For example, I made the very intentional decision to not include Santa, the Easter Bunny, the Tooth Fairy, etc… in any celebrations. When we encourage believing in powerful/magical, omniscient beings who judge their behavior, only to tell them later that it wasn’t real… I believe we’re flirting with trouble. I want to plant seeds of faith more than seeds of doubt.
It’s a very personal decision, and some kids may not care when they find out the truth. Children with Autism, however, have a very strict and sensitive sense of right vs. wrong. I think that this is a breach of trust for them that could come back to haunt us down the road. When I tell my son that there is an all-powerful, all-seeing, loving creator who judges their decisions, from whom all blessings flow… I want them to stand resolutely in my word on that.
At this young age, more open to beliefs requiring childlike faith, that’s the time to build a strong relationship between them and the Holy Spirit. When they grow and begin to question, I believe the Spirit will be faithful to speak to them and they won’t have as much reason to entertain doubts.
3) Actively remember miracles together
Regularly point out miracles you experience; dig deeply into them and remember them often. Throughout the Bible, God instructs His people to routinely recall the miracles He’s performed. We’re no different, and neither are our children with Autism. You may want to build it into annual feasts, their birthdays, or simply schedule it on your phone periodically if you struggle to remember to do this on your own.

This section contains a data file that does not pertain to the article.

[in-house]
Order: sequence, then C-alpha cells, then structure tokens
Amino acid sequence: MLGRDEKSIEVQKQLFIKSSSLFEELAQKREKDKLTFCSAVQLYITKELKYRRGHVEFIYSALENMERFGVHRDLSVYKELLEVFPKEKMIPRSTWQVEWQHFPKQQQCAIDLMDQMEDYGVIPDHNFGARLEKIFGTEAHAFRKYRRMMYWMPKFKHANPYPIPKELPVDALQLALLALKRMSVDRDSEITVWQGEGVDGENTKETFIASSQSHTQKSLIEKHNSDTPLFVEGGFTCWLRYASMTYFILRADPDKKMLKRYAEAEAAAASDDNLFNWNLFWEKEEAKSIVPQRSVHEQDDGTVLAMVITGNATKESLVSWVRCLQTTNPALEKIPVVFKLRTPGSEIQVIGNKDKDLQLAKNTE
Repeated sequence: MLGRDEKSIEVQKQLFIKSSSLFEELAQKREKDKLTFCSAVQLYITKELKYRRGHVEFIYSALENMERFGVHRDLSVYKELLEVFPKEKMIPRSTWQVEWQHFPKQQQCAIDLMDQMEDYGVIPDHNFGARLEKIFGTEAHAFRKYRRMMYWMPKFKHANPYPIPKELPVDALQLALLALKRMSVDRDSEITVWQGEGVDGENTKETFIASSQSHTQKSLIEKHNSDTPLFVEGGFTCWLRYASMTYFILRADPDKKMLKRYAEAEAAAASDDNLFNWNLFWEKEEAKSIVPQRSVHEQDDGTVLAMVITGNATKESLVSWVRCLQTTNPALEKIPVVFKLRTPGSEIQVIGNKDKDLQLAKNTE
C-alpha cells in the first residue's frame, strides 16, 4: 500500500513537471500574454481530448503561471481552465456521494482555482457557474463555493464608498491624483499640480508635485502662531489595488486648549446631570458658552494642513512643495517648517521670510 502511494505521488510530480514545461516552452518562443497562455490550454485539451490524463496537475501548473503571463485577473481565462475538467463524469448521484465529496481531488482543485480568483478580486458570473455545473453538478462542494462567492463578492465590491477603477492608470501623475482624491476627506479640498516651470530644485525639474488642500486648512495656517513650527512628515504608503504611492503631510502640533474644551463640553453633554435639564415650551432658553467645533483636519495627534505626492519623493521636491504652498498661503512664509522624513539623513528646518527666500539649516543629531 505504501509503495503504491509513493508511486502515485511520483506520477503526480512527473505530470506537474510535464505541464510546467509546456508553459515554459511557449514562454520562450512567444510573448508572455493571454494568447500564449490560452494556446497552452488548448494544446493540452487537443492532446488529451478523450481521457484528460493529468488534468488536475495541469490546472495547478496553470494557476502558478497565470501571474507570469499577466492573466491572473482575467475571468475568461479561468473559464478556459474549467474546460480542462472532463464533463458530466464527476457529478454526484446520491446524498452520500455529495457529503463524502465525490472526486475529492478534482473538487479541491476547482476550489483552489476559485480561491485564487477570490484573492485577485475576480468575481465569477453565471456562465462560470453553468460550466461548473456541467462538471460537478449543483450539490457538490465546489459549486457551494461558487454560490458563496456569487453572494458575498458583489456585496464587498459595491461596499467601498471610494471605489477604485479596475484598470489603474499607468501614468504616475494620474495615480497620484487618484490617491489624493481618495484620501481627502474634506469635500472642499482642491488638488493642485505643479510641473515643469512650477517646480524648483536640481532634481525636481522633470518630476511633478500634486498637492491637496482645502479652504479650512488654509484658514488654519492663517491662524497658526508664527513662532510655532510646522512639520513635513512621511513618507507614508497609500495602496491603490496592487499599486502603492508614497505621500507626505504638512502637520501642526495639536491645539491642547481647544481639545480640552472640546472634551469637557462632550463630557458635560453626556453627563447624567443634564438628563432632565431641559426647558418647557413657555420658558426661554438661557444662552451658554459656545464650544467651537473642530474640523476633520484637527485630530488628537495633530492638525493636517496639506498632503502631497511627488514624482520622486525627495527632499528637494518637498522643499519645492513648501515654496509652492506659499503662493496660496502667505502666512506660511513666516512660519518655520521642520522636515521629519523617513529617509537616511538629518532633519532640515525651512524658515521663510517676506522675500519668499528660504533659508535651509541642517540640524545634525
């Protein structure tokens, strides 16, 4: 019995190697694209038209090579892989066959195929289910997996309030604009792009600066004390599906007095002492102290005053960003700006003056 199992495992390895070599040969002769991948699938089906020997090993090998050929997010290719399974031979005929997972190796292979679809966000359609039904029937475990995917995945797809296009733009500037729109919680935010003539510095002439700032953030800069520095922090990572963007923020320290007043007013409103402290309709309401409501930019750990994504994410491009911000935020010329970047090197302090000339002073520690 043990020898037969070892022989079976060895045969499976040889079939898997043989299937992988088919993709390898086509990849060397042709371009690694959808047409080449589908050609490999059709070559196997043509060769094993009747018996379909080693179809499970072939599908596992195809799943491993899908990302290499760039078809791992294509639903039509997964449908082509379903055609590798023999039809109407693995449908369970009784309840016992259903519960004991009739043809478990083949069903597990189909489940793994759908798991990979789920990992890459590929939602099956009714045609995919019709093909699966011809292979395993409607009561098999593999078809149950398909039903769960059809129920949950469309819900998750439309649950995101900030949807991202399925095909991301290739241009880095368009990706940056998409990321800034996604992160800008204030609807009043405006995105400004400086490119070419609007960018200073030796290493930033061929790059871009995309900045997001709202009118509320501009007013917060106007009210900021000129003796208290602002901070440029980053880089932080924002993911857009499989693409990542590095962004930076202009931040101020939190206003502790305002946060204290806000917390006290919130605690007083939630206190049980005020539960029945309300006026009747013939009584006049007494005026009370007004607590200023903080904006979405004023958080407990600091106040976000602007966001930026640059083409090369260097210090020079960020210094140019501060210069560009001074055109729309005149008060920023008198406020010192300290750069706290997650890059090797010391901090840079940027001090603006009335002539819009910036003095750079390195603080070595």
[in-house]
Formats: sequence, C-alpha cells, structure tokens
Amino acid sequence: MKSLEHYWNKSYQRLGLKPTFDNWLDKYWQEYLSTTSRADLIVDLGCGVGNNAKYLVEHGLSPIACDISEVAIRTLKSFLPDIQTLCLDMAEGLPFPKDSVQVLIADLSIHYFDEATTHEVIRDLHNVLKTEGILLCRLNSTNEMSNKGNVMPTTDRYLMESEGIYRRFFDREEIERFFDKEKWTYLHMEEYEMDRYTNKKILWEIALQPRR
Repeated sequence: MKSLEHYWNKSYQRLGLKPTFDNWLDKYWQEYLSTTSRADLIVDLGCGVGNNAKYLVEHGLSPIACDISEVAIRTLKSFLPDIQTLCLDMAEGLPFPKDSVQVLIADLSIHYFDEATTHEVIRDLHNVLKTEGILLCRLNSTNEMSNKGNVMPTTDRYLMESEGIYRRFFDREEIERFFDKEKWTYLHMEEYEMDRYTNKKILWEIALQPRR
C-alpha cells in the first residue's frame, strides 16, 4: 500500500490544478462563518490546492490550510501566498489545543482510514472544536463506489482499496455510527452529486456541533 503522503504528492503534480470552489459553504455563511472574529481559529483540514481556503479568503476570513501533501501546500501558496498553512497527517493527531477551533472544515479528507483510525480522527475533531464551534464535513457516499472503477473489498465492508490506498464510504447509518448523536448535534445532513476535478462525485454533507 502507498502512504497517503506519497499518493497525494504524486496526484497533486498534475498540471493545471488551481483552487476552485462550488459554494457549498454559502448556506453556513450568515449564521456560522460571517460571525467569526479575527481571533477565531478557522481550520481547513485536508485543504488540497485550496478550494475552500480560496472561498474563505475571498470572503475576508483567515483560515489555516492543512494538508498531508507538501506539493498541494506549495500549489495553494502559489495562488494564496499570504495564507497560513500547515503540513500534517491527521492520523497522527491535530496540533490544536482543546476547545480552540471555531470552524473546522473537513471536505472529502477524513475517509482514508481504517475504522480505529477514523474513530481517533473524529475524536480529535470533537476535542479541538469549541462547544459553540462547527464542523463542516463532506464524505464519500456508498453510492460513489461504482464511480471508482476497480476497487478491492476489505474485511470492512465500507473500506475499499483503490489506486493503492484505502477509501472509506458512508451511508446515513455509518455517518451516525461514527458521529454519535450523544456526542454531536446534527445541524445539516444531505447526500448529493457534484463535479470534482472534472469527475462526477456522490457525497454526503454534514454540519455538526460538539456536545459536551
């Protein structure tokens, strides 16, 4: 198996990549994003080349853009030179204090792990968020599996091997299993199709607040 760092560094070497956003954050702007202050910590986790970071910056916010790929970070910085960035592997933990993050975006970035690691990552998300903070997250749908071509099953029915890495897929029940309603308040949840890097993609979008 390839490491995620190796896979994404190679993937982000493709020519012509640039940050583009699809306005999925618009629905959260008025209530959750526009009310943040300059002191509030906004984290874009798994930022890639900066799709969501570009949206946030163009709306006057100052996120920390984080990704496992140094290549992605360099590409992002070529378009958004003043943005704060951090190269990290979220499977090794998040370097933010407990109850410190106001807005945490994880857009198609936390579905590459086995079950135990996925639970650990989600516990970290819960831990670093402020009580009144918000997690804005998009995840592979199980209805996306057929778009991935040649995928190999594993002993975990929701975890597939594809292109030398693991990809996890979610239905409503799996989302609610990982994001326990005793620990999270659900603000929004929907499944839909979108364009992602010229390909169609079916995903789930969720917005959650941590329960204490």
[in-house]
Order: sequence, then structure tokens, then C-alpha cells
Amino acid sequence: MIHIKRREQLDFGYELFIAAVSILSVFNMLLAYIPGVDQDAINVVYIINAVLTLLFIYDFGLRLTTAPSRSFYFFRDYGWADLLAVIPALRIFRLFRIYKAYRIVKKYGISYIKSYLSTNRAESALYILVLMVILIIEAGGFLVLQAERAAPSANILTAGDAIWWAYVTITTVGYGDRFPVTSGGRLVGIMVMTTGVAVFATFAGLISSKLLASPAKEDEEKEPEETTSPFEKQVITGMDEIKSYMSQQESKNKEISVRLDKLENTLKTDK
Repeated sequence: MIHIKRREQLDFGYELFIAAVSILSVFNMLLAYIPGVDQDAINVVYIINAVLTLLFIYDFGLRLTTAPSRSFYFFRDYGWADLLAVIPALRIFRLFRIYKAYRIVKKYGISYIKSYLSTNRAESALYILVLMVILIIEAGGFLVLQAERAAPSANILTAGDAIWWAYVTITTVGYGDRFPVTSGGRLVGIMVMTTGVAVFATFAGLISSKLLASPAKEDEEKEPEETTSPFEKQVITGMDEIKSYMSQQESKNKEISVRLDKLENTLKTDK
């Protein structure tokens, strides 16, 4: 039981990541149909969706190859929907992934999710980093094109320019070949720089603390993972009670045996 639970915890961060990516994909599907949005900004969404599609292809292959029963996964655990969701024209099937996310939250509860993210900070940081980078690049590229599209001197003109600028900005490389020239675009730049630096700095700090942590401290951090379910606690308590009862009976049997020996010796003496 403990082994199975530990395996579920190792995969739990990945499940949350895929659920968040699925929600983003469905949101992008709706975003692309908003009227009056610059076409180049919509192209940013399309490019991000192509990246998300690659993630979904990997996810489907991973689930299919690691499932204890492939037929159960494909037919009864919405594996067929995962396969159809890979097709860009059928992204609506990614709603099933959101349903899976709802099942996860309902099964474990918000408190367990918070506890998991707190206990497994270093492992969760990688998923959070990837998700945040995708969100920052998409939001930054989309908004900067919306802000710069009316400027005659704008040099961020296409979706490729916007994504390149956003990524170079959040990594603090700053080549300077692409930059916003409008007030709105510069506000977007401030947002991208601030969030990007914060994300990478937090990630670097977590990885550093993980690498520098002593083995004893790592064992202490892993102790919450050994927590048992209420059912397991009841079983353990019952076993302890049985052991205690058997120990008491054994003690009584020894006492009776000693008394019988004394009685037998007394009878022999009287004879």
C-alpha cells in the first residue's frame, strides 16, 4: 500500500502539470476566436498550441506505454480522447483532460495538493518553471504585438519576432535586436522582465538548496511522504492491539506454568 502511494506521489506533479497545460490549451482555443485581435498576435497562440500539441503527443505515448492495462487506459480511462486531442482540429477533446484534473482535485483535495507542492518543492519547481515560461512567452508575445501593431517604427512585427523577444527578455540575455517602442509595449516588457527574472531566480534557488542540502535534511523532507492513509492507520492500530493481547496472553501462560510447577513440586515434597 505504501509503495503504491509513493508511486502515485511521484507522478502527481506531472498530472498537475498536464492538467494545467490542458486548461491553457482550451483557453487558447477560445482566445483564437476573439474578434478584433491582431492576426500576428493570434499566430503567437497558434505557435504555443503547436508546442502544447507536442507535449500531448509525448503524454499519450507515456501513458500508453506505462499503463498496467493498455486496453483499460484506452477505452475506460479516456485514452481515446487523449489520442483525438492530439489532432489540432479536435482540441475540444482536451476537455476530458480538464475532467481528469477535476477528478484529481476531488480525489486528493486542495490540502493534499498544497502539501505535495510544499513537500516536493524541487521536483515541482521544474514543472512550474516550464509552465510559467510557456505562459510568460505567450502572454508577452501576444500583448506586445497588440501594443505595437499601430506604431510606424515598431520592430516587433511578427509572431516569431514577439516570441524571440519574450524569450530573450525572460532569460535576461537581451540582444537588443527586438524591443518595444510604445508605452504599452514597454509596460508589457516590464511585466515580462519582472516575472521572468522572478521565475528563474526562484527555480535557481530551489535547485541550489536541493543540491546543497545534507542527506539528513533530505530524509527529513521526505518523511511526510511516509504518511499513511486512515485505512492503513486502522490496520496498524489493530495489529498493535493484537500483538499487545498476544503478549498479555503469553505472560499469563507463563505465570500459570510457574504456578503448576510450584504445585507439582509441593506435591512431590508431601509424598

While struggling with my faith as a young adult, remembering the miracles in my life reminded me that there was more than could be explained by human knowledge alone. My mom always made a point of discussing everyday miracles. I don’t know that I would have been aware of these miracles, if not for her influence. For any doubts I had back then, I still couldn’t help but believe there had to be something bigger. Praise God for that mercy.
My return to Jesus as a young adult
I cannot say with certainty, but with a strong likelihood, that I have a mild form of Autism myself. At the very least, I was diagnosed with ADHD at 19. There’s a lot of overlap between the two. I tend to be a skeptical over-analyzer with some things. When I see a “puzzle” in life, I can’t help but inspect all the pieces before accepting it.
Yet… I fully believe that Jesus is the promised Messiah. By the grace of God, my few years of wandering and questioning ultimately brought me back to Him. It made me more certain of my faith than ever before.
I pray you leave this article feeling encouraged rather than discouraged. Awareness is the first step in any new direction. Please don’t despair if your child is currently working through doubts. God is in control of it all and can redeem any situation. My point is simply this, remember to focus on the eternal, because (as we know) children with Autism become adults with Autism.
Jill is a Christian, homeschooler, “boy mom”, and special needs parent. Jill has ADHD and has learned firsthand how adapting environments can be key to finding success! Her current mission is to empower parents whose desire is to homeschool their special needs children and helping them squash their self-doubt!